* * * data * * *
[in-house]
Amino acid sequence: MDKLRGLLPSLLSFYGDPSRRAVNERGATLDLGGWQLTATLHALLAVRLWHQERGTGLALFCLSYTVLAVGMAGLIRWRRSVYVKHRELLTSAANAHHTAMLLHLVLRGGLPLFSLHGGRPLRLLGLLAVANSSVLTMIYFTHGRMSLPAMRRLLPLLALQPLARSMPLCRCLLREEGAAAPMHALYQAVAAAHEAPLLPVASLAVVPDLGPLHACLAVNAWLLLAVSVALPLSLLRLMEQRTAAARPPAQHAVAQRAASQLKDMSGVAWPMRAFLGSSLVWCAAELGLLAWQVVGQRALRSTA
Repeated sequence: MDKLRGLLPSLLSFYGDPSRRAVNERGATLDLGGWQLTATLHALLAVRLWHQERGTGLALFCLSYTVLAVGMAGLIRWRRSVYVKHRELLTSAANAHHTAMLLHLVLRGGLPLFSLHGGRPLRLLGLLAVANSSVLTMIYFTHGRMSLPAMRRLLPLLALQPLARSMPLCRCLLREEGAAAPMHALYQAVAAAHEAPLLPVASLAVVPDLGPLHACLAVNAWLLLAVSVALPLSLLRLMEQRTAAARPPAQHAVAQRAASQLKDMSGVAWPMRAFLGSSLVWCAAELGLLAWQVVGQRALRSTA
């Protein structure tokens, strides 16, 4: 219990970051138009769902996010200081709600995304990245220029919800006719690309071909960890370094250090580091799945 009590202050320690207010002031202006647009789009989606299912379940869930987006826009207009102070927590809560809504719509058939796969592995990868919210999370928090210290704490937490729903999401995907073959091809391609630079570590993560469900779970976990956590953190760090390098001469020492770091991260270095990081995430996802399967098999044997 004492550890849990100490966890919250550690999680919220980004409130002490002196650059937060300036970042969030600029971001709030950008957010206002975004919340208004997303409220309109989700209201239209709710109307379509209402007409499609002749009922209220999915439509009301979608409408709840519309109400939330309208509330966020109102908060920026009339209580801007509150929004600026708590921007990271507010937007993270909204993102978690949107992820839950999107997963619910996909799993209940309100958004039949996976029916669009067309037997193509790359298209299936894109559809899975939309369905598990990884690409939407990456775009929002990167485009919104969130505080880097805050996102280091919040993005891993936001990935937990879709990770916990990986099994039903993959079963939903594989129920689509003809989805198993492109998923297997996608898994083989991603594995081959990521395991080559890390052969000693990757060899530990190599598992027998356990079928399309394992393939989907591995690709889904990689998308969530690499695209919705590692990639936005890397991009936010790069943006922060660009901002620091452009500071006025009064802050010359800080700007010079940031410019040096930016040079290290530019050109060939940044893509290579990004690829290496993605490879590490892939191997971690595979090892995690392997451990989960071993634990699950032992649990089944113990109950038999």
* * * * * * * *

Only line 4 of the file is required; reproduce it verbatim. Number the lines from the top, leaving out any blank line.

């Protein structure tokens, strides 16, 4: 219990970051138009769902996010200081709600995304990245220029919800006719690309071909960890370094250090580091799945 009590202050320690207010002031202006647009789009989606299912379940869930987006826009207009102070927590809560809504719509058939796969592995990868919210999370928090210290704490937490729903999401995907073959091809391609630079570590993560469900779970976990956590953190760090390098001469020492770091991260270095990081995430996802399967098999044997 004492550890849990100490966890919250550690999680919220980004409130002490002196650059937060300036970042969030600029971001709030950008957010206002975004919340208004997303409220309109989700209201239209709710109307379509209402007409499609002749009922209220999915439509009301979608409408709840519309109400939330309208509330966020109102908060920026009339209580801007509150929004600026708590921007990271507010937007993270909204993102978690949107992820839950999107997963619910996909799993209940309100958004039949996976029916669009067309037997193509790359298209299936894109559809899975939309369905598990990884690409939407990456775009929002990167485009919104969130505080880097805050996102280091919040993005891993936001990935937990879709990770916990990986099994039903993959079963939903594989129920689509003809989805198993492109998923297997996608898994083989991603594995081959990521395991080559890390052969000693990757060899530990190599598992027998356990079928399309394992393939989907591995690709889904990689998308969530690499695209919705590692990639936005890397991009936010790069943006922060660009901002620091452009500071006025009064802050010359800080700007010079940031410019040096930016040079290290530019050109060939940044893509290579990004690829290496993605490879590490892939191997971690595979090892995690392997451990989960071993634990699950032992649990089944113990109950038999």